Figure 3

This graph shows the difference in the frequency of the YES vote share  in the referendum and the AKP vote share in November 2015. At the bottom of each panel, with a compressed scale, is the frequency of the 2017 YES vote share.

Block voting could still occur, it just doesn’t seem offer an explanation for the transfer of mass between the edges of the distribution, as these seem to be driven by different processes in different provinces

As for the Always-AKPers, in Sanliurfa this could potentially have to do with increases in security forces there. But has there been similar increases in security forces in Erzurum too? (Not to my knowledge). Also, it is likely that security forces have become more prevalent in the other southeastern provinces too, but this phenomenon does not show up there. In particularly Sanliurfa, the magnitude of these Always-AKPers is large. Boxes with between 99-100 % or more voting for the AKP increased by 246 boxes, and given the province’s average number of valid votes of 253 per box, this translates into 62,238 votes, or roughly 77 percent of the added votes the AKP gained compared to the previous election (80,453) in the province. In Erzurum, there were 98 more ballot boxes (compared to the previous election) with more than 99% AKP votes. Given an average number of valid votes per box of 192.7, this implies 18,885 votes affected, roughly 75% of the votes the AKP gained compared to the previous election (25,232 added votes).

The disappearance of the Never-AKPers affects a larger area in the East. The change in frequency for the previously mentioned provinces (Diyarbakir, Hakkari, Mardin, Mus, Sirnak, Tunceli, Van, Sirnak, and Van) with sharp drops in frequency for the 0-1% bin AKP vote share was 896 ballot boxes, and given an average votes per box of 212, this affects roughly 189,952 voters, or around  72% of the additional votes AKP gained (264,064) compared to the last election in these provinces.

One thing should be clear at this point: whatever factor is driving the Never-AKPers and the Always-AKPers, they have a significant bearing on the magnitude of the change in AKP/YES votes between the current and previous election.

Is the Disappearance of Never-AKPers driven by Conflict-Driven Displacement?

Whereas I have a hard time explaining the appearance of the Always-AKPers in two provinces, the broader disappearances of the Never-AKPers may have something to do with the conflict between the Turkish state and the PKK, particularly with regards to the significant internal displacement that has followed as a result.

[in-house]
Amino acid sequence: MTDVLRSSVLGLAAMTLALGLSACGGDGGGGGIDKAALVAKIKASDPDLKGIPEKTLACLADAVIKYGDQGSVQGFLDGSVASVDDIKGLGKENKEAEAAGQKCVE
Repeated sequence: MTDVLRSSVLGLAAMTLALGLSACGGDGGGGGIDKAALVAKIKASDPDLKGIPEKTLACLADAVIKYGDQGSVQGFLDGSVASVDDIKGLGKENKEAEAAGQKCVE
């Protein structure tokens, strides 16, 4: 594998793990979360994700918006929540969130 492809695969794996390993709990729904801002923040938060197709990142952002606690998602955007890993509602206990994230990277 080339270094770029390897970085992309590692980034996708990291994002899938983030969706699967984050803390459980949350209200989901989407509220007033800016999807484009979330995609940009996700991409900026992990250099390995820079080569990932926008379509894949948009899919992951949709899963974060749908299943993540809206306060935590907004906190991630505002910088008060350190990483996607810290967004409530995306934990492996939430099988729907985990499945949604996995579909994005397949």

It is arguably safe to assume that the neighborhoods in Eastern Turkey least likely to vote for the AKP are also those that have experienced the highest conflict intensity so far. For example, it should come as no surprise that most neighborhoods in Nusaybin and Cizre — where whole quarters of the cities have been razed — have tended to vote almost exclusively for the pro-Kurdish HDP (in November 2015 the vote shares were circa 9 and 5 % respectively).

Consequently, is there a link between initial political preferences (which are also the places that  and change in voter turnout?

The below graph plots the correlation between the total votes cast in 2017 at the neighborhood-level (muhtarlık) against the previous election’s AKP vote share. Each orange circle represents a local mean in 2-percent bins with local quadratic smoothers with associated 95% confidence intervals overlaid in blue, by super-region in columns and by election in rows. (I’ve labeled the regions of Central/North/South Eastern Turkey simply as “Eastern Turkey”.)

Figure 4

The relationship between the AKP vote share in the past election and the percentage change in total votes cast (between current and past election) was roughly similar in the East and non-East up until 2017. In 2017, the relationship looks quite different comparing the two regions. For the non-East, except for the bottom three percentiles (orange circles) of the AKP vote share, the relationship is roughly linear and negative. Yet in the East, it’s positive at lower levels of the previous election’s AKP vote share and flat at higher levels. Whereas, in the non-Eastern part of Turkey, higher initial-AKP-support areas saw larger turnout declines, in the Eastern part the lower initial-AKP-support areas saw larger declines, but only for neighborhoods where the AKP was getting a minority share of the vote. This non-linearity in the relationship in the East suggests there is some process that affected the low-AKP-voting areas in the East to a greater extent than higher-AKP-voting areas in that same region.

Many of the neighborhoods with both the lowest initial AKP support as well as the largest turnout declines appear to be among those who have also experienced large-scale fatalities, crippling 24-hour curfews, as well as material destruction of the urban space. The disappearance of the Never-AKPers, and the increase in the number of AKP votes in this area, thus appears intimately linked to the forces that drove people out of their homes, or whatever was left of them. The extent to which this is driven by forced out-migration, or the risk of future out-migration, is however beyond the scope of this post.